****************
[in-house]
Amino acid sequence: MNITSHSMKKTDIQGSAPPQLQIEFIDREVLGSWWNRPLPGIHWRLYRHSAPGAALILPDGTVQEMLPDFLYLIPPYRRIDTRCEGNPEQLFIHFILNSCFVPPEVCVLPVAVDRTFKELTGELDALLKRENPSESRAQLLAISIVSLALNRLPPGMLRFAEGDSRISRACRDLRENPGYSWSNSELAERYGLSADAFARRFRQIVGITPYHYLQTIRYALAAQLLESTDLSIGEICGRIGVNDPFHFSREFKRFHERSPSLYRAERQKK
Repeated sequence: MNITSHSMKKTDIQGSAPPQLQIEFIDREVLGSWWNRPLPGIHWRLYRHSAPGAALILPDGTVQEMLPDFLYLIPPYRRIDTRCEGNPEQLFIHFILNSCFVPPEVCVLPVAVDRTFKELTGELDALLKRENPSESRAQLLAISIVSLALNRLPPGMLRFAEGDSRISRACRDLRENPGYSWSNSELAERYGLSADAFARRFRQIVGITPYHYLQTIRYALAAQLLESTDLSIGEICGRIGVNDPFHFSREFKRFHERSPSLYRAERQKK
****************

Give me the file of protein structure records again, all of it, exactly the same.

[in-house]
Amino acid sequence: MNITSHSMKKTDIQGSAPPQLQIEFIDREVLGSWWNRPLPGIHWRLYRHSAPGAALILPDGTVQEMLPDFLYLIPPYRRIDTRCEGNPEQLFIHFILNSCFVPPEVCVLPVAVDRTFKELTGELDALLKRENPSESRAQLLAISIVSLALNRLPPGMLRFAEGDSRISRACRDLRENPGYSWSNSELAERYGLSADAFARRFRQIVGITPYHYLQTIRYALAAQLLESTDLSIGEICGRIGVNDPFHFSREFKRFHERSPSLYRAERQKK
Repeated sequence: MNITSHSMKKTDIQGSAPPQLQIEFIDREVLGSWWNRPLPGIHWRLYRHSAPGAALILPDGTVQEMLPDFLYLIPPYRRIDTRCEGNPEQLFIHFILNSCFVPPEVCVLPVAVDRTFKELTGELDALLKRENPSESRAQLLAISIVSLALNRLPPGMLRFAEGDSRISRACRDLRENPGYSWSNSELAERYGLSADAFARRFRQIVGITPYHYLQTIRYALAAQLLESTDLSIGEICGRIGVNDPFHFSREFKRFHERSPSLYRAERQKK